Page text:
Home Technology Equity Gaps in Parents’ Tech Skills Have Mostly Closed. Schools Should Take Notice

Equity Gaps in Parents’ Tech Skills Have Mostly Closed. Schools Should Take Notice

by Staff

Nearly a decade ago, there were big socio-demographic divides—even among low-income parents—when it came to how competent they felt in helping their children use technology, including as a learning tool.

But a year into the COVID-19 pandemic many of those gaps essentially closed, according to a study slated to be published in the International Journal of Communication, written by Bianca Reisdorf, an assistant professor in the department of communication studies at the University of North Carolina in Charlotte, and Vikki Katz, a professor in the school of communication studies at Chapman University in Irvine, Calif.

The study builds on previous findings suggesting low-income parents now have a better sense of their children as learners than they did prior to the pandemic. It compared the results of two different telephone surveys of low-income families, conducted in 2015 and 2021.

Because of the pandemic, over that period, “there was a leveling up of parents’ confidence and capabilities with tech because they got thrown in the deep end, and they had to swim because they weren’t swimming for themselves. They were swimming for their kids,” Katz said in an interview.

The findings point to a “real opportunity for teachers and for educators around what parents are now able to do” at home with technology, Katz said. The leap forward was particularly striking for parents with less formal education and parents who are not English dominant, she said.

To be sure, there are still some important gaps between more and less advantaged communities when it comes to tech, including access to devices and reliable connectivity. What’s more, wealthier parents may be more likely to work a schedule that allows them to spend time helping their children use learning technology.

Back in 2015, older parents and women were less likely to say that they routinely provided parental tech guidance to their children, as well as parents of older children, defined as age 10 to 13. Black and Hispanic parents were also less likely to report providing tech guidance to their children than white parents. And parents with high school diplomas or college degrees were more likely to provide tech guidance than parents with no high school degree.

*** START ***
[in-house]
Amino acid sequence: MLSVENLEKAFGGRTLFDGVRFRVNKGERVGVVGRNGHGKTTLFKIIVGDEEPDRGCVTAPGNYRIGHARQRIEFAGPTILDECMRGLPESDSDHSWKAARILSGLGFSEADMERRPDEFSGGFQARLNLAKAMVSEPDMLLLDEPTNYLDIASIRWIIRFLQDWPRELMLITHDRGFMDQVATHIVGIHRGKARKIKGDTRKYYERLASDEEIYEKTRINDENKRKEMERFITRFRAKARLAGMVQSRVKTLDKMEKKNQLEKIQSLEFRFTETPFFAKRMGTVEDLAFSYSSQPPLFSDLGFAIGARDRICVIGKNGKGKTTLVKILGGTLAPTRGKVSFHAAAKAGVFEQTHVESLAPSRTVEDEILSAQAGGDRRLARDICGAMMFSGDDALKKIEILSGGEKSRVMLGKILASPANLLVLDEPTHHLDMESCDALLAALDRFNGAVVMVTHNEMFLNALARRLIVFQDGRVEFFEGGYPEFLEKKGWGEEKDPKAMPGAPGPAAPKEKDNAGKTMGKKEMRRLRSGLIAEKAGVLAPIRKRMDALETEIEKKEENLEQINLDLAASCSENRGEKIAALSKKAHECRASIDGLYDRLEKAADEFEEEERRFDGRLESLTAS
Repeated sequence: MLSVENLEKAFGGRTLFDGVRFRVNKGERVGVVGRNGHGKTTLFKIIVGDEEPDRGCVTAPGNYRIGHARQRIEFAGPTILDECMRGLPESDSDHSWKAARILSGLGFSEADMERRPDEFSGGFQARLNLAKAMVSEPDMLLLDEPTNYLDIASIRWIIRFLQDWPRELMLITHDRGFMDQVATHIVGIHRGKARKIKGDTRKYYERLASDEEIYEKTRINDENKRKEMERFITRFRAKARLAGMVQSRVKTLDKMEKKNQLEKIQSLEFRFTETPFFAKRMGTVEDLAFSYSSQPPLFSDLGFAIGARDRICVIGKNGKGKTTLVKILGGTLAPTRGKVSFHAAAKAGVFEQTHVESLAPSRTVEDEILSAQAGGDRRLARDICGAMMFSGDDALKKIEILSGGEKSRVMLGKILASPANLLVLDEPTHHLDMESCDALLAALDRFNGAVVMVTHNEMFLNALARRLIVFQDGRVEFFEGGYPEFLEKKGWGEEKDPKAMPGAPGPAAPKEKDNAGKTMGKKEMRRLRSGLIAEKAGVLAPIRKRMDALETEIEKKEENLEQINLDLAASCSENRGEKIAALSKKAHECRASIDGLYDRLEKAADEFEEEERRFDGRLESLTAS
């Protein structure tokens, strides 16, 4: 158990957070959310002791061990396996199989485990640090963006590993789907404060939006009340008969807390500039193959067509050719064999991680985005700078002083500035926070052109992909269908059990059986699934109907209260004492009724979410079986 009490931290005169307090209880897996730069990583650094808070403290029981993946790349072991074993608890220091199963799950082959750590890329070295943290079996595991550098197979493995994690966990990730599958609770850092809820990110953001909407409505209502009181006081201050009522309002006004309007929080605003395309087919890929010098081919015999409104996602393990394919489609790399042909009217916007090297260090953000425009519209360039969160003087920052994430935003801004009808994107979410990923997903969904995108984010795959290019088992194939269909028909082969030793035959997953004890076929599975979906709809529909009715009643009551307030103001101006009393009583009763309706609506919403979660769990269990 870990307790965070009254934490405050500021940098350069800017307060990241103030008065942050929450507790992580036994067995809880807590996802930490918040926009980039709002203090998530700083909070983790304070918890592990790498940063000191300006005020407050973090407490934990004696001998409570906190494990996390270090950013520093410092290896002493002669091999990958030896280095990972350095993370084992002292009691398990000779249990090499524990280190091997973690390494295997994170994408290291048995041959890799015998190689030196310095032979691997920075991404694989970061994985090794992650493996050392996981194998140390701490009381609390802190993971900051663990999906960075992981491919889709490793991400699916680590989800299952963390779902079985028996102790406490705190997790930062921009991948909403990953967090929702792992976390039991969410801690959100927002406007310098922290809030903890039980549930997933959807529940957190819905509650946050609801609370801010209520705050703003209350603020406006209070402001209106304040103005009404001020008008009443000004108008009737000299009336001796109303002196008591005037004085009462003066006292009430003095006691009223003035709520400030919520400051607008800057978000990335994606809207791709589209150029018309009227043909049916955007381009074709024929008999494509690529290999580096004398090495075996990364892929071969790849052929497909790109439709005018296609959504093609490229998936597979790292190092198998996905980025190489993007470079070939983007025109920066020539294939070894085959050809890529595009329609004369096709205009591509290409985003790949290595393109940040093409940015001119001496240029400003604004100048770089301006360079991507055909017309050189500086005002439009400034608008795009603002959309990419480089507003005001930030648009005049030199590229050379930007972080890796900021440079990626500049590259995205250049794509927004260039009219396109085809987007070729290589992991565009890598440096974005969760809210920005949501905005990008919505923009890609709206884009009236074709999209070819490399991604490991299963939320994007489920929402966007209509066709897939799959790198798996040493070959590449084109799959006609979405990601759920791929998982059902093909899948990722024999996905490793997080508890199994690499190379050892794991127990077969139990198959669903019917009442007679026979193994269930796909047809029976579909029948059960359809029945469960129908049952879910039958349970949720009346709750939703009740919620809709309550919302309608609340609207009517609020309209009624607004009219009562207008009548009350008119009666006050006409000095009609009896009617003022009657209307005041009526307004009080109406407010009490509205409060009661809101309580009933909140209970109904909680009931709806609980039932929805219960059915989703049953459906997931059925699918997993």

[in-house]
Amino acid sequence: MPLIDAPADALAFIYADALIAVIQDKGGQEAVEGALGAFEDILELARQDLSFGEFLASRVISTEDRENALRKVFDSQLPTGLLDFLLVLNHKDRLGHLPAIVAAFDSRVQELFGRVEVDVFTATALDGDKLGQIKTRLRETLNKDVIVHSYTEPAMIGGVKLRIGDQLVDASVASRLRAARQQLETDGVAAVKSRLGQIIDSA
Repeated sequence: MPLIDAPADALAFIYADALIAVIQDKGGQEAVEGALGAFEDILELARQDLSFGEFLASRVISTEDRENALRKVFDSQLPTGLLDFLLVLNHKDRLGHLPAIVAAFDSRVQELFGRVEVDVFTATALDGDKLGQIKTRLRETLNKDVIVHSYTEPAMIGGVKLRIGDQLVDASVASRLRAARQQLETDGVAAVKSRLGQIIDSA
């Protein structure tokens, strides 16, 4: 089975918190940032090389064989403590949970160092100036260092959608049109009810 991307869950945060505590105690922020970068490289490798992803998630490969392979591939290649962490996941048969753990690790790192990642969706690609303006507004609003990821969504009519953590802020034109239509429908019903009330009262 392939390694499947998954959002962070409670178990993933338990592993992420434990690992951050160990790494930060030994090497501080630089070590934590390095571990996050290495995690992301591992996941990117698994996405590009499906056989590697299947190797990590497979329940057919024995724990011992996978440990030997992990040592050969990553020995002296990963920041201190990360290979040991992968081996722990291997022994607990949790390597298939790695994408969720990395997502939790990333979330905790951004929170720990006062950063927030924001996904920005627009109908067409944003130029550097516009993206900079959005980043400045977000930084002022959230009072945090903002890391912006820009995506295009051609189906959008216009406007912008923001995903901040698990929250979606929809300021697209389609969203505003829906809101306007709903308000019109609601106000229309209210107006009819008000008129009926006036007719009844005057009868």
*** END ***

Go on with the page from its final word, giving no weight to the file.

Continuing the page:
But by 2021 “most of these effects had disappeared,” the study concluded. Only the age of the parent and child reduced the likelihood of parents providing tech guidance. Parents with a college degree were still significantly more likely to provide tech guidance than parents without a high school degree.

The 2021 survey was based on telephone interviews with a nationally representative sample of 1,000 parents of children aged 3 to 13, all with household incomes below the national median for families in the United States. (That’s about $75,000 a year.) The 2015 survey relied on telephone interviews with a similarly-sized sample of parents of children aged 6 to 13, in households making under $65,000 a year.

The findings are consistent with an EdWeek Research Center, also conducted in 2021, which found that more than three-quarters of educators believed parent-school communication increased during the pandemic. And more than a third—37 percent—said it increased “a lot.” Some district officials overseeing family outreach connected that boost to greater reliance on technology for teaching and learning.

The study may suggest schools that serve primarily children from low-income families and those whose first language is not English may be better able to communicate with parents on apps or allow students to do digital enrichment at home than they were in the past, Katz said.

Going forward, parents are likely to retain those new “skills and capabilities and confidence,” in guiding their children’s use of tech, Katz added. But she warned, “We can lose [momentum] if we don’t build on it.”

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